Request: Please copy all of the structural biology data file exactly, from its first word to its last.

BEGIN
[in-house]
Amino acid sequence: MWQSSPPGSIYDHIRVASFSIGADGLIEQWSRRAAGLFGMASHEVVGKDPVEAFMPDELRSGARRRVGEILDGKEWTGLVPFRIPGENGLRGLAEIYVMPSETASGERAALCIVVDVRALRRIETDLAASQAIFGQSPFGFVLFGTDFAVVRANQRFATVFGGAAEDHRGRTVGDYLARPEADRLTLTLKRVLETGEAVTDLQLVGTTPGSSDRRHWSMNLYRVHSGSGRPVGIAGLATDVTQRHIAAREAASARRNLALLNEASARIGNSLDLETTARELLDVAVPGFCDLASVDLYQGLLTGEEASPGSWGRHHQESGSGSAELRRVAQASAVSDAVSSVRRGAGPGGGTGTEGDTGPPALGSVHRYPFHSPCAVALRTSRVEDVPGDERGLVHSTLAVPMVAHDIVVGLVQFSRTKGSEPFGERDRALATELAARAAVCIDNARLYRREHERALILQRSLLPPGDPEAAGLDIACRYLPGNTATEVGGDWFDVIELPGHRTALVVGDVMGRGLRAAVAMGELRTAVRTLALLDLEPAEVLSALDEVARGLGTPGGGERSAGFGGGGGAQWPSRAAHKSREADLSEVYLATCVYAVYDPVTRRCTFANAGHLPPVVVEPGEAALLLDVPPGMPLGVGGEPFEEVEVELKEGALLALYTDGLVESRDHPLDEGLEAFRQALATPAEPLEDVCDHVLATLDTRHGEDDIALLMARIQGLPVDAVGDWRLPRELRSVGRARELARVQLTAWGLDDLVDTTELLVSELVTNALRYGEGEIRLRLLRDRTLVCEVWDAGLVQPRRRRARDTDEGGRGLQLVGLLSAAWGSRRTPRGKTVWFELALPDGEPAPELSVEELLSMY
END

[in-house]
Amino acid sequence: MWQSSPPGSIYDHIRVASFSIGADGLIEQWSRRAAGLFGMASHEVVGKDPVEAFMPDELRSGARRRVGEILDGKEWTGLVPFRIPGENGLRGLAEIYVMPSETASGERAALCIVVDVRALRRIETDLAASQAIFGQSPFGFVLFGTDFAVVRANQRFATVFGGAAEDHRGRTVGDYLARPEADRLTLTLKRVLETGEAVTDLQLVGTTPGSSDRRHWSMNLYRVHSGSGRPVGIAGLATDVTQRHIAAREAASARRNLALLNEASARIGNSLDLETTARELLDVAVPGFCDLASVDLYQGLLTGEEASPGSWGRHHQESGSGSAELRRVAQASAVSDAVSSVRRGAGPGGGTGTEGDTGPPALGSVHRYPFHSPCAVALRTSRVEDVPGDERGLVHSTLAVPMVAHDIVVGLVQFSRTKGSEPFGERDRALATELAARAAVCIDNARLYRREHERALILQRSLLPPGDPEAAGLDIACRYLPGNTATEVGGDWFDVIELPGHRTALVVGDVMGRGLRAAVAMGELRTAVRTLALLDLEPAEVLSALDEVARGLGTPGGGERSAGFGGGGGAQWPSRAAHKSREADLSEVYLATCVYAVYDPVTRRCTFANAGHLPPVVVEPGEAALLLDVPPGMPLGVGGEPFEEVEVELKEGALLALYTDGLVESRDHPLDEGLEAFRQALATPAEPLEDVCDHVLATLDTRHGEDDIALLMARIQGLPVDAVGDWRLPRELRSVGRARELARVQLTAWGLDDLVDTTELLVSELVTNALRYGEGEIRLRLLRDRTLVCEVWDAGLVQPRRRRARDTDEGGRGLQLVGLLSAAWGSRRTPRGKTVWFELALPDGEPAPELSVEELLSMY